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  • November 08, 2019 10:55 AM | Anonymous

    The U.S. House of Representatives October 28 passed the Palliative Care and Hospice Education and Training Act (PCHETA), H.R. 647/S. 2080.

    A priority of the 2019 ACS Advocacy Summit and At Home Program, the bill would improve the training of health professionals in palliative care by creating Palliative Care and Hospice Education Centers to provide short-term, intensive courses focused on palliative care and establishing traineeships for individuals preparing for advanced degrees as nurses, social workers, or physician assistants who focus their studies in palliative care. In addition, the legislation expands palliative care research to strengthen clinical practice and improve care delivery for patients with serious or life-threatening illnesses.

    H.R. 647/S. 2080 was introduced by Reps. Eliot Engel (D-NY), Tom Reed (R-NY), Yvette Clarke (D-NY), Buddy Carter (R-GA), Frank Pallone (D-NJ), and Greg Walden (R-OR) and Sens. Tammy Baldwin (D-WI) and Shelley Moore Capito (R-WV). The American College of Surgeons (ACS) will continue its advocacy on this important issue to ensure swift passage of the bill in the U.S. Senate.

    For more information about PCHETA, contact Amelia Suermann, ACS Congressional Lobbyist, at asuermann@facs.org

  • November 07, 2019 10:58 AM | Anonymous

    The NYS Workers Compensation Board Drug Formulary (NY WC Formulary) becomes effective in four weeks (12/5/19) for new prescriptions.

    Training materials related to the NY WC Formulary, as well as an updated version of the NY WC Formulary (effective 11/5/19), can be found on the NYS Workers Compensation webpage:

    Drug Formulary OverviewSystem pages

    Information and resources related to the Board's Medical Portal, which is used to access the prior authorization system, can be found on our Medical Portal Overview webpage.

    For more information or assistance

    Visit http://www.wcb.ny.gov/content/ebiz/drugformulary

    General Formulary questions: email WCBFormularyQuestions@wcb.ny.gov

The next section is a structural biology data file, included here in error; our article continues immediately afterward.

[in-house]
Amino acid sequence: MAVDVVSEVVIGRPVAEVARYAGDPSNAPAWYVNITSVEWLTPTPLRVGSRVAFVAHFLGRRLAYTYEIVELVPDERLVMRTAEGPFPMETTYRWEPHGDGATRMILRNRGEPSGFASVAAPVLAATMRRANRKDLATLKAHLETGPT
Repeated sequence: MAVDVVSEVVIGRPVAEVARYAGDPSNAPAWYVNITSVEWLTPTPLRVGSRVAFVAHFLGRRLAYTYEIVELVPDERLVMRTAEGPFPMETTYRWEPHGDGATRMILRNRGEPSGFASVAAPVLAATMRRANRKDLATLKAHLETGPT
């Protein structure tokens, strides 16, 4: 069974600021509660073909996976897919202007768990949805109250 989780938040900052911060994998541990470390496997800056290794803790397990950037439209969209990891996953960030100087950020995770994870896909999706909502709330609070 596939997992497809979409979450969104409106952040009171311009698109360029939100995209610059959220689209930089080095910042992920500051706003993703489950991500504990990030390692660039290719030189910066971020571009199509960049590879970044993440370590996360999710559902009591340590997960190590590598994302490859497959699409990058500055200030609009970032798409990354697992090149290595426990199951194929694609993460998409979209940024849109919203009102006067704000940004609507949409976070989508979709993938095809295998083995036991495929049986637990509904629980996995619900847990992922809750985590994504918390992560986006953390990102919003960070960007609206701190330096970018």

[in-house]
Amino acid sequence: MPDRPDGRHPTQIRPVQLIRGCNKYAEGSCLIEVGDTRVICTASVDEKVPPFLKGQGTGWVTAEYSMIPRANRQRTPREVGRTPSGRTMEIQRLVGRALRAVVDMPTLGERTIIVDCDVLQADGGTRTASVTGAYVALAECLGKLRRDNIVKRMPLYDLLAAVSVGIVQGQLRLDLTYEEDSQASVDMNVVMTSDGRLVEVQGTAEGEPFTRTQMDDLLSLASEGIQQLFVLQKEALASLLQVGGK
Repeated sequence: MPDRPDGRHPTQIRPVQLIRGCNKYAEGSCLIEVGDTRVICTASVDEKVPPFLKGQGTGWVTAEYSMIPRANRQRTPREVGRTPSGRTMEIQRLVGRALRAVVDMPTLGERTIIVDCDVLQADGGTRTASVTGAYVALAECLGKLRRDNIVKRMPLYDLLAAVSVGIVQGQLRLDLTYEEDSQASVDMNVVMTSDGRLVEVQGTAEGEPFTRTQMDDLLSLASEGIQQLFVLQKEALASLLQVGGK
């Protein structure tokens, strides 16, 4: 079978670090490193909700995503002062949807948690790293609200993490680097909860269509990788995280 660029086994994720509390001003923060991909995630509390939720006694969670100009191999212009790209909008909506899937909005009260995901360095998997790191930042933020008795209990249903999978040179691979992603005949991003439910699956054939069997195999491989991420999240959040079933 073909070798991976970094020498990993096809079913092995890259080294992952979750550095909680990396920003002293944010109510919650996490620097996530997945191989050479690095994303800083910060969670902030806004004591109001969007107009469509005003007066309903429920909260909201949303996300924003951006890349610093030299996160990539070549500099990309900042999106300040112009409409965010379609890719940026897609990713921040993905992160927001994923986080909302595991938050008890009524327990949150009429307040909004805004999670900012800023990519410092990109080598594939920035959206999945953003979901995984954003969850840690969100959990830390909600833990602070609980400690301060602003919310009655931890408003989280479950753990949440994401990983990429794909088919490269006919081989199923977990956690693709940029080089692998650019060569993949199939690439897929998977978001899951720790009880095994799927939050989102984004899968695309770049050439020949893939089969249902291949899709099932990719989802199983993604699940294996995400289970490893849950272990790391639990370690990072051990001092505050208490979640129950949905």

Technical Support questions: email WCBCustomerSupport@wcb.ny.gov

    Subscribe for email notifications at http://www.wcb.ny.gov/notify

  • October 14, 2019 11:00 AM | Anonymous

    The CDC has penned a new name for vaping-related illness: EVALI, which stands for e-cigarette, or vaping, product use associated lung injury, according to new healthcare recommendations the agency released Oct. 11.  

    The interim guidelines focus on initial assessment, criteria for hospital admission and treatment, patient follow-up, considerations for high-risk groups and public recommendations regarding EVALI. Rapid diagnosis and an understanding of treatment options could reduce EVALI morbidity and mortality, the CDC said. 

    Initial assessment recommendations include a respiratory virus panel, especially during flu season, and evaluation of community-acquired pneumonia. Treatment guidelines suggest using corticosteroids. Of 140 patients who received the medication nationwide, 82 percent showed improvement, according to the CDC. However, the agency cautions providers to withhold corticosteroids when evaluating for infectious etiologies, like pneumonia, that could potentially worsen with corticosteroid treatment.  

    CDC is currently developing guidelines for EVALI healthcare encounters as new data emerges. While the exact chemicals responsible for the illness are still unknown, CDC recommends people stop or decrease use of products containing THC and/or nicotine.  

    As of November 5, 2019, 2,051* cases of e-cigarette, or vaping, product use associated lung injury (EVALI) have been reported to CDC from 49 states (all except Alaska), the District of Columbia, and 1 U.S. territory.

    • Thirty nine deaths in 24 states and the District of Columbia: Alabama, California (3), Connecticut, Delaware, District of Columbia, Florida, Georgia (3), Illinois (3), Indiana (3), Kansas (2), Massachusetts (2), Michigan, Minnesota (3), Mississippi, Missouri, Montana, Nebraska, New Jersey, New York, Oregon (2), Pennsylvania, Tennessee (2), Texas, Utah, and Virginia.
      • The median age of deceased patients was 53 years and ranged from 17 to 75 years (as of November 5, 2019).